In Hongqiao there is an enclave of Japanese sake bars and izakayas where many Japanese expats will stop by for a bite and a drink before going back to their nearby homes and houses.
It all started in the 80s, when Shanghai opened up for Japanese investments and many setup shops (and residences) around the international airport of Hongqiao. The airport has since moved, but most of these original drinking holes remained and continued to prosper.
Kyushu Sake Bar Hikozo 九州酒场ひこぞう was one of the earliest entrance in the market. Located at the back of a commercial building, it did not have foot traffic from Hongmei Road, but it did have 2 and half storey of seating space, including this largest private room that can seat 12.
We started with the essential orders for izakaya – edamame 枝豆 (boiled soy bean), ankimo あん肝 (monkfish liver), ei-hire エイヒレ (BBQ dried stingray fins), ika shiokara いか塩辛 (marinated squid). Before the hard food are served, these bar snacks helped to make the drinks go faster. They are excessively salted, especially the squid, so if you are watching your sodium intake, you should avoid everything. Even the edamame are boiled in salted water and sprinkled with more salt.
We came specially for their horse sashimi. Not many places in Shanghai offer the horse sashimi. It may sound gross at first, but these are meat horses that are raised sorely for consumption. So if you think of them as cattle, then it’s fine. Horse meat is slightly acidic in taste, with a lot more bite than beef, but does not taste like chewing through raw meat. The fats are a lot harder to swallow because of the slimy texture associated with all protein fats.
Oden (おでん) is another izakaya favourite, but I was surprised it came without any soup. And strangely, it had lesser served items like chicken drumlets and intestines. My favourite is still the radish.
Their beef intestines hotpot is another favourite and signature of the shop. It can come with two choices of soup – white miso (which has a heavier miso flavour which goes will with intestines) or chicken shio (clear chicken stock, for the connoisseur of beef intestines as the flavours of the intestines will remain). We left the hotpots to be bubbling away, while we ate other items. The entire mountain of vegetables and bean sprouts will release their liquid and the hot pot simmered away with the beef intestines. If you take it too early, the intestines remain chewy. So this is one item that you need to wait.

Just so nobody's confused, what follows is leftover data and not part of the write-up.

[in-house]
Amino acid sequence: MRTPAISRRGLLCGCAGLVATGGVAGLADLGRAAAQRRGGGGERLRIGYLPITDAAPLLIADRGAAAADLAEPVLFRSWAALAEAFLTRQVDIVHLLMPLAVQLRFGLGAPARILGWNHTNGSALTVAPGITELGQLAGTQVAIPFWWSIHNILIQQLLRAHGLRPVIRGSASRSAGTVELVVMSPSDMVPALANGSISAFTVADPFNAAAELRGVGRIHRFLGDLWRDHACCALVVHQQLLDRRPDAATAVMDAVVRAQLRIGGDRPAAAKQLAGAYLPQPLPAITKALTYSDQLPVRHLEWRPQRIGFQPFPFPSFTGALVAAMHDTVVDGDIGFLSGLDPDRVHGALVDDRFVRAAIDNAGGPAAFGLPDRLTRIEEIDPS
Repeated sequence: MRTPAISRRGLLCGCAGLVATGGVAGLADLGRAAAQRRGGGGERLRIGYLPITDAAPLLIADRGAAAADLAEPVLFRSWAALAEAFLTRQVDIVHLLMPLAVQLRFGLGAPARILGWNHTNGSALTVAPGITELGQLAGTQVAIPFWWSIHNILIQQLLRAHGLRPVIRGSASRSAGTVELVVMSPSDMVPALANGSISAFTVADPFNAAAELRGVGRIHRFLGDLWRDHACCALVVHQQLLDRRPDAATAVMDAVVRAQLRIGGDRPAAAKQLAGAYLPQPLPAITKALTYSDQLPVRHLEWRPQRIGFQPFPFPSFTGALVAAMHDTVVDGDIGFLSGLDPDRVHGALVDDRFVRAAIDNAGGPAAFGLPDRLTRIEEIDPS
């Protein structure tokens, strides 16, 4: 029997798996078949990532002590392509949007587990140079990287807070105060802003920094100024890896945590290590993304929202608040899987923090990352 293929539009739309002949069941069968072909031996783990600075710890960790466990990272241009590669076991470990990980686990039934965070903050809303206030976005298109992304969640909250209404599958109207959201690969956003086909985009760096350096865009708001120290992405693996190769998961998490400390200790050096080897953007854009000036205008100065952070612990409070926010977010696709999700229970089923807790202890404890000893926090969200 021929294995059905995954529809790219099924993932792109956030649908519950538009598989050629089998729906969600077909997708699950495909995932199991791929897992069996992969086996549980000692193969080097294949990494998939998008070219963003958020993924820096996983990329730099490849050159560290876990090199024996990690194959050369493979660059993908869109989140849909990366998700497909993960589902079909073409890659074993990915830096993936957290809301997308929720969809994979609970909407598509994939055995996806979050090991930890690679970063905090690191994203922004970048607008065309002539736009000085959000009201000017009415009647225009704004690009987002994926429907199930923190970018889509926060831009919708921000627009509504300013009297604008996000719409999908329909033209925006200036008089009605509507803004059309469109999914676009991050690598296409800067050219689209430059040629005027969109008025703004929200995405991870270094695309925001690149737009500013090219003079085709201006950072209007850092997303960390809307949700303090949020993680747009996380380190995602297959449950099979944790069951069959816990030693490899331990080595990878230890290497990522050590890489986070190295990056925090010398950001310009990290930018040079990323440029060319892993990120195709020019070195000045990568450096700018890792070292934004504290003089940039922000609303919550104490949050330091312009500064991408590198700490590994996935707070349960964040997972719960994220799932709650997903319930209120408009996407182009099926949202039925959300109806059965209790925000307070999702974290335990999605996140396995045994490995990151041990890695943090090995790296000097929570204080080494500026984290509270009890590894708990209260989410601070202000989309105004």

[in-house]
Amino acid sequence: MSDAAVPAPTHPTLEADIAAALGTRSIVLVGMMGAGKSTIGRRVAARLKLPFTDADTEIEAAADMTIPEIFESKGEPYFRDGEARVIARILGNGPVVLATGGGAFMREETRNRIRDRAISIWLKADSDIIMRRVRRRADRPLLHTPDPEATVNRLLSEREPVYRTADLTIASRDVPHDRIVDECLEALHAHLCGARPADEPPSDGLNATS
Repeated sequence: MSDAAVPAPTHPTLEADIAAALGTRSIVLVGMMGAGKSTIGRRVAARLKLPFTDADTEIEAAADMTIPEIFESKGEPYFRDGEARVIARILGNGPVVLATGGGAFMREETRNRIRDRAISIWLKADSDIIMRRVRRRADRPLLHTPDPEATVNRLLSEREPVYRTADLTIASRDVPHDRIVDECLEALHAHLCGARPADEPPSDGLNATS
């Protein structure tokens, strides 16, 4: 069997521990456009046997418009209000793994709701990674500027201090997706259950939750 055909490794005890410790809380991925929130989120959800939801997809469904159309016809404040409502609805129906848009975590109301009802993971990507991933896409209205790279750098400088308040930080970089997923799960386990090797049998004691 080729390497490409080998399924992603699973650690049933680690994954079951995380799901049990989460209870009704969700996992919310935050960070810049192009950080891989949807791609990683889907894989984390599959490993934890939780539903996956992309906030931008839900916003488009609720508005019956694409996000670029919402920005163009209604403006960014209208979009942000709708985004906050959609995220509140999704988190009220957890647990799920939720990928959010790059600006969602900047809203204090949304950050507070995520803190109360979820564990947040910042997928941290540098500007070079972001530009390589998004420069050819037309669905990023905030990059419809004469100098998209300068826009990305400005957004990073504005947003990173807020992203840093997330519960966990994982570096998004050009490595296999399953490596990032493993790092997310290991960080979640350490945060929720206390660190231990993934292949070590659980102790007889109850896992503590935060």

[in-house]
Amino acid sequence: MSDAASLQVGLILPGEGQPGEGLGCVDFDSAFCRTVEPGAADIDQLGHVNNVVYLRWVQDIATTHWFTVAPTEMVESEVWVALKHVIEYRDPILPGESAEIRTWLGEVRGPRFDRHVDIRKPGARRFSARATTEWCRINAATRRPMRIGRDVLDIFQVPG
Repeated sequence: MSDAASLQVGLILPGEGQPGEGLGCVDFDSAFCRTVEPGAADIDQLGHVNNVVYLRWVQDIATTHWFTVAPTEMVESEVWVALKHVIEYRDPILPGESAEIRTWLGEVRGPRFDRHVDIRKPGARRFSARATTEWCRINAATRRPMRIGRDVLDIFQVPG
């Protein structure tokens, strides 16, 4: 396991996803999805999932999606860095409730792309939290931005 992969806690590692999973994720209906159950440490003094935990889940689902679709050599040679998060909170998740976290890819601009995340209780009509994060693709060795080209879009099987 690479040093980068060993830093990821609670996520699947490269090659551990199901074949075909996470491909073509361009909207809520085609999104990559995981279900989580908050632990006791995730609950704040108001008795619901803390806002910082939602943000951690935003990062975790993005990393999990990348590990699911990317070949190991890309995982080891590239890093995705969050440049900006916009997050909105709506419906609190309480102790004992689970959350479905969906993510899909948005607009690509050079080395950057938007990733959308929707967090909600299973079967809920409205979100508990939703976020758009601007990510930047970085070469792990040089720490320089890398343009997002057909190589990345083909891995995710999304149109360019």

They are not known for their yakitori, and it showed.
As the night went on, more drinks were poured and the mouth looked for something to go with the drinks. This is the time for more bar snacks – like this very simple grilled mentaiko. The spicy cod roe was torched with a high flame burner and served sliced when a crust formed on the the exterior. Smoky goodness with salty, umami of the mentaiko makes it a perfect companion of drinks.
As a general rule, anything that’s deep-fried and salted makes an excellent accompaniment to booze – and evidently nankotsu karaage (chicken cartilage) is no exception. While the crunchy texture of the cartilage may catch those expecting tender meat off guard, the golden brown morsels are ideal for sharing on a night of drinking. They’re best eaten while hot with a squeeze of fresh lemon and a dollop of mayonnaise.
We didn’t have any starch for the evening. Usually Japanese would end the evening with a rice ball (onigiri) or a bowl of ramen. But we had these little sushi ball that was topped with freshly marinated ikura and fresh uni. The difference for the freshly marinated ones versus the processed one was that the fresh ikura was still attached to the membrane and came out like a string of orange pearls. Pretty.
And then we had some wagyu beef tartare that was mixed with a raw egg yolk and simply dressed with shoyu and mustard.
Didn’t know who ordered the grilled pork cheeks but I was so stuffed by the time it was served.
Shirako (white cod milt) was in season, and every place was either serving it as a sashimi or deep fried. I enjoyed the deep fried ones because they reminded me of those pig brains I ate as a child.
You can imagine the surprise on our faces when this giant plate of tai 鲷 (red snapper) sashimi appeared. This was locally farmed red snapper, so the texture was not as fantastic. But at ¥120 per fish, you cannot complain.
The place is now closed for renovation, hopefully not caused by the little “accident” I had in the shop when I visited back in Dec. But it was a wonderful visit, great food, and a value-for-money place for that colleague gathering .
Kyushu Sake Bar Hikozo 九州酒场ひこぞう
3717 Hongmei Rd, Changning District, Shanghai, China, 201103
Tel : +86 21 5422 2559
Date visited : Dec 2021